The Woman Who Loves Giraffes review — wildlife, social justice documentary

Directed by Alison Reid | 83 min | on Crave, and available through June 4 as a virtual screening at Carbon Arc Cinema

What’s surprising about this delightful documentary is its split focus: it both celebrates Canadian giraffe expert Dr Anne Innes Dagg for her passion and accomplishments as a giraffe researcher, and takes a hard look at the sexist structure of the academic and scientific establishment that at one time held her back.

Anne Dagg was in her early 20s in 1956 when she went to South Africa to study giraffes. She wrote letters to her family and fiancé and shot colour film of her long-legged subjects, all of which is fascinating to see and hear so many years later. No white scientist had dared to do this, certainly no woman — this was years before Jane Goodall’s primate adventures. This is the heart of the thing — how the film restores a piece of essential, but largely unknown, scientific history.

It’s when Dagg gets back to Canada, securing her PhD, that she struggles against a wall of entrenched academics who would ignore her and refuse her tenure.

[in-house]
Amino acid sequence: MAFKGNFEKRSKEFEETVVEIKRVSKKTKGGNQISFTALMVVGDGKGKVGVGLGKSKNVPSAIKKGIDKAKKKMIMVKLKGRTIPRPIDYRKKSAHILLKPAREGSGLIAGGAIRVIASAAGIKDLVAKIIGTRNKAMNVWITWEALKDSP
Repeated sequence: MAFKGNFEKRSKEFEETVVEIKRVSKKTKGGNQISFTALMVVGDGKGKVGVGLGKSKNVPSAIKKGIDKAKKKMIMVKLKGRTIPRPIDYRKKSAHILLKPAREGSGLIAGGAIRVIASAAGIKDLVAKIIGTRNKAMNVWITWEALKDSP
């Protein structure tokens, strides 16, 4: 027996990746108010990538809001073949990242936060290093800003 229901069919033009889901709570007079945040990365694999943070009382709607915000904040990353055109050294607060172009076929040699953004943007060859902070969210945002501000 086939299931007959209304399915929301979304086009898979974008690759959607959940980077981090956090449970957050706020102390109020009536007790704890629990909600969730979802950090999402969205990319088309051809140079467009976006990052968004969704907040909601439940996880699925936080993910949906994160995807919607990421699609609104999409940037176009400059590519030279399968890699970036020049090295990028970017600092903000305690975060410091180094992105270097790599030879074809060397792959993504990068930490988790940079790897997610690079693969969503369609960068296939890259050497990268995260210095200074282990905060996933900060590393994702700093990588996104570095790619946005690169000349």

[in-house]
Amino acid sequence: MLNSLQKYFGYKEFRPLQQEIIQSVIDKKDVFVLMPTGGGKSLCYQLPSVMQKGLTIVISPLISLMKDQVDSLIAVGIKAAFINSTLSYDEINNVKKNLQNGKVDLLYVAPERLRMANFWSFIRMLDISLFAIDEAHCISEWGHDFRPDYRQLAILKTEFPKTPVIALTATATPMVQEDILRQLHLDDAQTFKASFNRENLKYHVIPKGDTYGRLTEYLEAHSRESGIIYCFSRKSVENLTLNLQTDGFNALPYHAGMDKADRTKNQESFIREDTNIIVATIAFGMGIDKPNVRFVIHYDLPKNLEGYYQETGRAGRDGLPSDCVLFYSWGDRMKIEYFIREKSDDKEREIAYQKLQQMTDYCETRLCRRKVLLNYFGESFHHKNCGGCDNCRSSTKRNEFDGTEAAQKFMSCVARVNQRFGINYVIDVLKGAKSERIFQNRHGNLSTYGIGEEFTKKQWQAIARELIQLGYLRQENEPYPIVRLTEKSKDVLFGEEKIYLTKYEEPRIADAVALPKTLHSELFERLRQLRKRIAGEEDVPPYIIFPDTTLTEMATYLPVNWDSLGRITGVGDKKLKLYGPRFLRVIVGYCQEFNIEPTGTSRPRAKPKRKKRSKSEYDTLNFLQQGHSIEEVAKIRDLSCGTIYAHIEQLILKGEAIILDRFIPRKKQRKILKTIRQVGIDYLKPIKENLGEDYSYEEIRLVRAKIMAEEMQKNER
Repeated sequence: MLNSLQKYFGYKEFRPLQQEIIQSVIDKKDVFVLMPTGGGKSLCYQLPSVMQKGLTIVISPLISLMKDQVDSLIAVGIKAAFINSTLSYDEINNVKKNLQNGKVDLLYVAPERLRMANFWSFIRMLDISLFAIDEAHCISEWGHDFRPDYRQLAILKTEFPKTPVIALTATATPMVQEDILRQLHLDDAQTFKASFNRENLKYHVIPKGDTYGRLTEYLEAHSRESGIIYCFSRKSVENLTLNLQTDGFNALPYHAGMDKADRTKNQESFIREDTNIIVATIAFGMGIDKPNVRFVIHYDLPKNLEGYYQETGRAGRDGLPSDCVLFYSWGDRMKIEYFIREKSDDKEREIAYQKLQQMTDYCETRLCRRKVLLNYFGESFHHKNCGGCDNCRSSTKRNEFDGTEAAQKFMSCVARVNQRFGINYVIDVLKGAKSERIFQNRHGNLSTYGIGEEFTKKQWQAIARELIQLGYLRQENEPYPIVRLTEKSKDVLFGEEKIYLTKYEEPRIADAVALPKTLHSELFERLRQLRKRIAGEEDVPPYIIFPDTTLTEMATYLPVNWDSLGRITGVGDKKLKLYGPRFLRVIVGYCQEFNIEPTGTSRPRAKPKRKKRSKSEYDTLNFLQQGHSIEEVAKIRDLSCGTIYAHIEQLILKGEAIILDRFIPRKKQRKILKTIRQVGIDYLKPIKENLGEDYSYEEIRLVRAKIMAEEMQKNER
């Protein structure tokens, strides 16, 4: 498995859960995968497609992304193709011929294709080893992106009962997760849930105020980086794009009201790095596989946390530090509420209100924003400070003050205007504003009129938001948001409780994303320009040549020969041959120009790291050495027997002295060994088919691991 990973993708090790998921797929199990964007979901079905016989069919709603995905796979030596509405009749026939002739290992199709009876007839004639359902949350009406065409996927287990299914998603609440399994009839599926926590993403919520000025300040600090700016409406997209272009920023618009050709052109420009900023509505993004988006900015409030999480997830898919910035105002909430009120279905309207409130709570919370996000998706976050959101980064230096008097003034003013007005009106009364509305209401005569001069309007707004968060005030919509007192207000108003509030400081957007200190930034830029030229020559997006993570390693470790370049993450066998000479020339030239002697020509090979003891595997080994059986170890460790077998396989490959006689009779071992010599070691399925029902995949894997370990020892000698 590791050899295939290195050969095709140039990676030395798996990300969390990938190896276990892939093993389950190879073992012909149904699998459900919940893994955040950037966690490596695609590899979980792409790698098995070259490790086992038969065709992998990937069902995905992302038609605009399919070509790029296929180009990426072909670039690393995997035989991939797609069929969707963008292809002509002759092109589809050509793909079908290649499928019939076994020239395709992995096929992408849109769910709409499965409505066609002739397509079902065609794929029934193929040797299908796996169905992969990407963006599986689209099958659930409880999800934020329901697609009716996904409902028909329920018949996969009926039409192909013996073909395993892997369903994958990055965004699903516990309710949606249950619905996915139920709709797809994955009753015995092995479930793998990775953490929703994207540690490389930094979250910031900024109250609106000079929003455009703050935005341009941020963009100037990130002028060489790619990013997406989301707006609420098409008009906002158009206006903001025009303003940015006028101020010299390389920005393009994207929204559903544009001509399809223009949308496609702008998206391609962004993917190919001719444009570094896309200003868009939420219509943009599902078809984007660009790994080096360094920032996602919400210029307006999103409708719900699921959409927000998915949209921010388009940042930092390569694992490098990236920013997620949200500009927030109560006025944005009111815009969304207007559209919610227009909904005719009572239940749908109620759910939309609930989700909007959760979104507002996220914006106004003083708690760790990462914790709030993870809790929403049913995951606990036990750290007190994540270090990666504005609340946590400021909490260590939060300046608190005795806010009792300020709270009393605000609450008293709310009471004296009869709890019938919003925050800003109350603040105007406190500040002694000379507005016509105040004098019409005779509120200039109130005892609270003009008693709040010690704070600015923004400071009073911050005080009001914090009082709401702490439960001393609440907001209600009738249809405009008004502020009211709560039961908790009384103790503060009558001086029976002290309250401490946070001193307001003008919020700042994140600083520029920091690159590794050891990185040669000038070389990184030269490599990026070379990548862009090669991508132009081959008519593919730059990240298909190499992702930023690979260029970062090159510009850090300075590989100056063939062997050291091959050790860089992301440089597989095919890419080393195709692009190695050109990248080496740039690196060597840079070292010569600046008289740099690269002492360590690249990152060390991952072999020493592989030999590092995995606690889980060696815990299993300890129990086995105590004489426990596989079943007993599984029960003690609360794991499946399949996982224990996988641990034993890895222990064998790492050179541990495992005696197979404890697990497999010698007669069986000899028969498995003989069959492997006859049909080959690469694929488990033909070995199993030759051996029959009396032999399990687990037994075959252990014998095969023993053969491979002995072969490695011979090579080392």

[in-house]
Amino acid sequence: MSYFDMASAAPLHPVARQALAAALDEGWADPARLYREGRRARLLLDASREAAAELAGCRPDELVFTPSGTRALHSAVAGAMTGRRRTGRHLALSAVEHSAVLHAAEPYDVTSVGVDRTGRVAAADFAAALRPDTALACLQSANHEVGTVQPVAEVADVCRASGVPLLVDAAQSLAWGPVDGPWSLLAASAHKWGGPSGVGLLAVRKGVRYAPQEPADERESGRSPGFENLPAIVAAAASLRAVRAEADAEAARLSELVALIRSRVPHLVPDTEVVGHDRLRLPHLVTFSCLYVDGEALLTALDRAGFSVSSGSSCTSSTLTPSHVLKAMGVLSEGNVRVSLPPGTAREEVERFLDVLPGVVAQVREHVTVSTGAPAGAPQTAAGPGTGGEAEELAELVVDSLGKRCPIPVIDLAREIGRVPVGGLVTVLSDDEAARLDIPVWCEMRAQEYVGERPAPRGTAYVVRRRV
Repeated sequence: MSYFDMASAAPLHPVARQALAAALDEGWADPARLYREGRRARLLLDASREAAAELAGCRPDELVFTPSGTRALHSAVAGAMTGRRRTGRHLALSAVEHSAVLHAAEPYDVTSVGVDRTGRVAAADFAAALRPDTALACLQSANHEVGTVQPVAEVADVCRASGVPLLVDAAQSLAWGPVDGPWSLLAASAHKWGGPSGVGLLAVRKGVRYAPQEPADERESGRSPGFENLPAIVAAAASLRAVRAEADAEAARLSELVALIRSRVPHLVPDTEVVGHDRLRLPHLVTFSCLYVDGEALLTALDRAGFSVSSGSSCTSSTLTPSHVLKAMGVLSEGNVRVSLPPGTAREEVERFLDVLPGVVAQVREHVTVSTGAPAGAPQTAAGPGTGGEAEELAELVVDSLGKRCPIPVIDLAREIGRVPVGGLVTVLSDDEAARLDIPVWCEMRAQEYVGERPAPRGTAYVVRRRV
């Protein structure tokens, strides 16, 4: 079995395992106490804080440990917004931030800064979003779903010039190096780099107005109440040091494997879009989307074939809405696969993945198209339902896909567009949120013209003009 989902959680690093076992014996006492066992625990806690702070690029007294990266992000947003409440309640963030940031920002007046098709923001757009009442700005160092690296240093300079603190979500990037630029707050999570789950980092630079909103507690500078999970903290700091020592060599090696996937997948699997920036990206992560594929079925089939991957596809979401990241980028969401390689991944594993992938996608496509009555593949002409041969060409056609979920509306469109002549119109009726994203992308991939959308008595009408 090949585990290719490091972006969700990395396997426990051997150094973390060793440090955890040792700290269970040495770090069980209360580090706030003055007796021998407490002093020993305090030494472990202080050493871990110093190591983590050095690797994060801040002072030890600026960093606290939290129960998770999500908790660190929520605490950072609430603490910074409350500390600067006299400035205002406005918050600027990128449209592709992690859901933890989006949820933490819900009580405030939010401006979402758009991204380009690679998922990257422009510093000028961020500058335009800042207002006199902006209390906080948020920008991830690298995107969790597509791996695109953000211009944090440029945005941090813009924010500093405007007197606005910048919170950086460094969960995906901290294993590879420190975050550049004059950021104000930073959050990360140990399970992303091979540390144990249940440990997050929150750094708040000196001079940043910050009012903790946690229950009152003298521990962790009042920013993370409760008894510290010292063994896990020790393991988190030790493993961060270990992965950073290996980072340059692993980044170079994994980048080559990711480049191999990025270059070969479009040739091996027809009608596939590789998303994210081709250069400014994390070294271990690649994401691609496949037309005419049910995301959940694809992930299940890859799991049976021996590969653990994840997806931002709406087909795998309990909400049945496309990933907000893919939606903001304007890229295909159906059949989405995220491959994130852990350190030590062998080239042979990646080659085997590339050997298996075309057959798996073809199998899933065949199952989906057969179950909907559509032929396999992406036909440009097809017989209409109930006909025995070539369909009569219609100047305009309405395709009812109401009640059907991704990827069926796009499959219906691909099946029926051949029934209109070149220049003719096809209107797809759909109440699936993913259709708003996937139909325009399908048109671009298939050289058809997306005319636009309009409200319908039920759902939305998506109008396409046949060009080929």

This is where the documentary takes a detour in a way that we haven’t seen as much in documentaries about, say, Goodall. Director Alison Reid  — who’s had a terrific career in stunts before going behind the camera — even goes so far as to track down a retired professor who was on the University of Guelph tenure committee, to have him explain his decision to reject Dagg. In his efforts to suggest she didn’t have the appropriate credentials, he’s deeply unconvincing.

Dagg then works to change the system, launching legal challenges to these sexist power structures and writing books on feminist change. The documentary saves for its moving last chapter the recognition Dagg receives for her having written “the bible”  of giraffe research, which had taken root in the scientific community in a way she’d never expected. Being welcomed back to this work, and restarting it, is wonderful to see.

The film packs in a lot of storytelling into its brief running time, and I was very glad to learn about Dagg’s accomplishments. She’d be the ideal person to sit beside at a dinner party or airplane seat — passionate, learned, and curious.

About the author


Carsten Knox is a massive, cheese-eating nerd. In the day he works as a journalist in Halifax, Nova Scotia. At night he stares out at the rain-slick streets, watches movies, and writes about what he's seeing.